Canada has become the second country to withdraw from the Northrop Grumman RQ-4 alliance ground surveillance (AGS) program, but the remaining NATO partners are "very close" to signing a contract, according to sources familiar with the negotiations.
The decision means AGS will lose another source of funding that must be compensated for by the 13 NATO members still committed.
In June, Canadian TV broadcaster CBC reported that Canada also is withdrawing from the NATO partnership operating the E-3 airborne warning and control system (AWACS).
© Northrop Grumman
The AGS program had lost another key partner last June. Denmark also decided to withdraw from the partnership acquiring a six-aircraft RQ-4 fleet in June 2010.
Meanwhile, Northrop and NATO officials are likely to sign a contract to launch the development phase of the AGS programme within several days. The contract award may still have to be approved by each of the national partners before it becomes official.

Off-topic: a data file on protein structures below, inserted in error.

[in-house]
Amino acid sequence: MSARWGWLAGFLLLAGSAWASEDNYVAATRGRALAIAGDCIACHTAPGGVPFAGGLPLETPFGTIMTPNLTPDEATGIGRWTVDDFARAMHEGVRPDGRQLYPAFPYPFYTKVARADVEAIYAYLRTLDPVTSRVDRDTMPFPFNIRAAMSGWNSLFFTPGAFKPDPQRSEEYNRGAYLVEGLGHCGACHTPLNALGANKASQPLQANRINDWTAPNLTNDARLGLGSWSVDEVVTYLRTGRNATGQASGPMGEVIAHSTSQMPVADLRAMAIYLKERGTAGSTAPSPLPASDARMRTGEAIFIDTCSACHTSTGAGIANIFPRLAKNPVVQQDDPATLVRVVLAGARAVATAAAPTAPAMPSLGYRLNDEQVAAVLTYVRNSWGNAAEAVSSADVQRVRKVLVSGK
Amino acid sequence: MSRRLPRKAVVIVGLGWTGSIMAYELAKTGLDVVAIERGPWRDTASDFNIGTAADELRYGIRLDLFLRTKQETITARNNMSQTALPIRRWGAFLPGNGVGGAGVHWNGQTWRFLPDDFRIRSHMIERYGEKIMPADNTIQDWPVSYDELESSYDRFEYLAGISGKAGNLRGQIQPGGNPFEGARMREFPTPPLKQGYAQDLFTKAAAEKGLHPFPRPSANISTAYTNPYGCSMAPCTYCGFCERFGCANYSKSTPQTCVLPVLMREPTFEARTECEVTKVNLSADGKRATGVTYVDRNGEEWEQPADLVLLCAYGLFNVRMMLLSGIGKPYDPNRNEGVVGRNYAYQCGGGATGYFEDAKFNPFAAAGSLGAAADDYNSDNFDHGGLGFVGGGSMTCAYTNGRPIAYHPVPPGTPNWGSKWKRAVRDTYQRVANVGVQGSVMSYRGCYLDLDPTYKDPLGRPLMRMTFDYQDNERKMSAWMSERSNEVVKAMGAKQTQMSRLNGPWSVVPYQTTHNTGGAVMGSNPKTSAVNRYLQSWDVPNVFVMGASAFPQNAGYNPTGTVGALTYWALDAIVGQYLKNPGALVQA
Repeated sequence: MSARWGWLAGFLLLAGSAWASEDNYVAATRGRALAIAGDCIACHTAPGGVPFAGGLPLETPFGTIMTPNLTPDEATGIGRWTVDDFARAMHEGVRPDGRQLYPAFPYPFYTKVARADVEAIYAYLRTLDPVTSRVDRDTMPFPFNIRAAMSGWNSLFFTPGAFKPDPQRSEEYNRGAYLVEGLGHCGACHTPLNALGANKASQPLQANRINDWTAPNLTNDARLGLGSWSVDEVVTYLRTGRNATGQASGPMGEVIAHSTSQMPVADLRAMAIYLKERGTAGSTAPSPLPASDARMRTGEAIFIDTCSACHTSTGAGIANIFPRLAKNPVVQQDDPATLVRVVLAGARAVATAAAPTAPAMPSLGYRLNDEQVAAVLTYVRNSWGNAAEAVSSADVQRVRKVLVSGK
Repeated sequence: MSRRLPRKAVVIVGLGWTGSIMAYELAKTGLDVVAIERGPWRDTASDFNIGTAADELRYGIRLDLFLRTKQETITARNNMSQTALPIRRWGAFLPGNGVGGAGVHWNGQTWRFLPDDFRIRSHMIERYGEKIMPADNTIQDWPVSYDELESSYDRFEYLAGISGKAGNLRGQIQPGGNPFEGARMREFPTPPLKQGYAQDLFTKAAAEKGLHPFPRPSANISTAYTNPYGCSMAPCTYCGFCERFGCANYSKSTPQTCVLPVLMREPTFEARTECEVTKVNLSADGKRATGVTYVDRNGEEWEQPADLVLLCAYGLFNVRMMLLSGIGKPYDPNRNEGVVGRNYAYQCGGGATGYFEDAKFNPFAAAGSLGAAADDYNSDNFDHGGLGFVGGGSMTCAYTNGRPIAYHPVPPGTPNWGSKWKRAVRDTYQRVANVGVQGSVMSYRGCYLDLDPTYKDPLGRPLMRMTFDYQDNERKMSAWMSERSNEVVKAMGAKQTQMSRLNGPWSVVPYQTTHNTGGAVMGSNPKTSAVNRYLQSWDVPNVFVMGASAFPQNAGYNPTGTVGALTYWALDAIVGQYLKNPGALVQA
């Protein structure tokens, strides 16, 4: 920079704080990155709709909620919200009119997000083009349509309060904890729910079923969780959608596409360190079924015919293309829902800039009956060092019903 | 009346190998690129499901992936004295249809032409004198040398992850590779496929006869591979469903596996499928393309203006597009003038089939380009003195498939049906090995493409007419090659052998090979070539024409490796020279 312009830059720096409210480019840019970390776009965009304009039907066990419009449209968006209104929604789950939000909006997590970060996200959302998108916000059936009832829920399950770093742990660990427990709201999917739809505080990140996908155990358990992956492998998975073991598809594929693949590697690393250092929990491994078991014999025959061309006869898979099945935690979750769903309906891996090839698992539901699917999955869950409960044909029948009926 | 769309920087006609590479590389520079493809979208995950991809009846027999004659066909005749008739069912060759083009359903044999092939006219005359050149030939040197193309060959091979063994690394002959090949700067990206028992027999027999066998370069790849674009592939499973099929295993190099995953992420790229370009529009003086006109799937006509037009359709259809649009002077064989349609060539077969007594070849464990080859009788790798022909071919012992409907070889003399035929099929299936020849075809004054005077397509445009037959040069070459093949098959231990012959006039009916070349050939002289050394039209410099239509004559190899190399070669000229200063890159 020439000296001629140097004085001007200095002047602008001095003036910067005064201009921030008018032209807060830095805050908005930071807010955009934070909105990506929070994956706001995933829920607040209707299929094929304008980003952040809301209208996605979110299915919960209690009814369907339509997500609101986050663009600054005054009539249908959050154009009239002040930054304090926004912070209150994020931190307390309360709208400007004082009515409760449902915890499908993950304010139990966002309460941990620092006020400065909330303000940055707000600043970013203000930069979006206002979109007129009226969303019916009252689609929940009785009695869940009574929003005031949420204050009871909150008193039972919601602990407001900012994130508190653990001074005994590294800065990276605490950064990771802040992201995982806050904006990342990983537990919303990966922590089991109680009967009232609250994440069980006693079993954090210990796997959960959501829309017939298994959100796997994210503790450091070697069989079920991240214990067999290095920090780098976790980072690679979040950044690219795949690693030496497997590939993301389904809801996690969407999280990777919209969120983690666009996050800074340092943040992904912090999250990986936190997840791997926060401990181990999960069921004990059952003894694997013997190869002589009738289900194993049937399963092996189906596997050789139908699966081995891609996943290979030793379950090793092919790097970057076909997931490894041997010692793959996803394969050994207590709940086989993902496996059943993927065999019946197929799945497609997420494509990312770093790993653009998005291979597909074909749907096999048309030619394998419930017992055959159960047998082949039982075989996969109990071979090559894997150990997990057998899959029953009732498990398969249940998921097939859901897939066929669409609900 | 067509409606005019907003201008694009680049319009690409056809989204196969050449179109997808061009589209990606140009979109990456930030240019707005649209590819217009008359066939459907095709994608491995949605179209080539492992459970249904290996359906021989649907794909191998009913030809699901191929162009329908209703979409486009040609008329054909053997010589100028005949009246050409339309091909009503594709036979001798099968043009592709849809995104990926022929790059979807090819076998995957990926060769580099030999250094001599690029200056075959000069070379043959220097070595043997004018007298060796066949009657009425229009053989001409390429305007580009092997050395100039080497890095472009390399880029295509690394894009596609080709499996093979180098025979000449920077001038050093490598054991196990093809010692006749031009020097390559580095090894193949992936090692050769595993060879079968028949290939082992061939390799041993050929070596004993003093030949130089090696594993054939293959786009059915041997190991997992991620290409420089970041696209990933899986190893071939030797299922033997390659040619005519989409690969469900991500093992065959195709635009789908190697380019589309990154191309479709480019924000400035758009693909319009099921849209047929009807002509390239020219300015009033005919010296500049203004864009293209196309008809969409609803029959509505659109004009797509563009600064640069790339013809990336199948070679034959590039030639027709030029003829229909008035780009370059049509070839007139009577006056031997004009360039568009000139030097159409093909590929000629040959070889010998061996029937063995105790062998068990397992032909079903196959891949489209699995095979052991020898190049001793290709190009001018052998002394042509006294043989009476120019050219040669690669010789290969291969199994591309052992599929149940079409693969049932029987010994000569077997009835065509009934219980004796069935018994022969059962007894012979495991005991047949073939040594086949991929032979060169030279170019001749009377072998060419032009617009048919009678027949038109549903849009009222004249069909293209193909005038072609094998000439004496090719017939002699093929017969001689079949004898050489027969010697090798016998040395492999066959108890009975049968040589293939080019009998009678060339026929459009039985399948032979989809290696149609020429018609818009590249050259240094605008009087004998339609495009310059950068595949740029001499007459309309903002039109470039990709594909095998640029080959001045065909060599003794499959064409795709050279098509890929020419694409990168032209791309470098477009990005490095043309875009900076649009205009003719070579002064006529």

Previously, Northrop officials had predicted that the long-awaited contract award milestone might not be reached around October.
Northrop is offering to deliver six RQ-4 air vehicles configured with the US Air Force's Block 40 equipment, which includes a wide area surveillance sensor called the Northrop/Raytheon multi-platform radar technology insertion program. It will perform the same role as the USAF E-8C joint surveillance target attack radar system.
European partners, including EADS, will supply mobile ground control stations for the NATO RQ-4 fleet, which will be based at Sigonella AB, Sicily.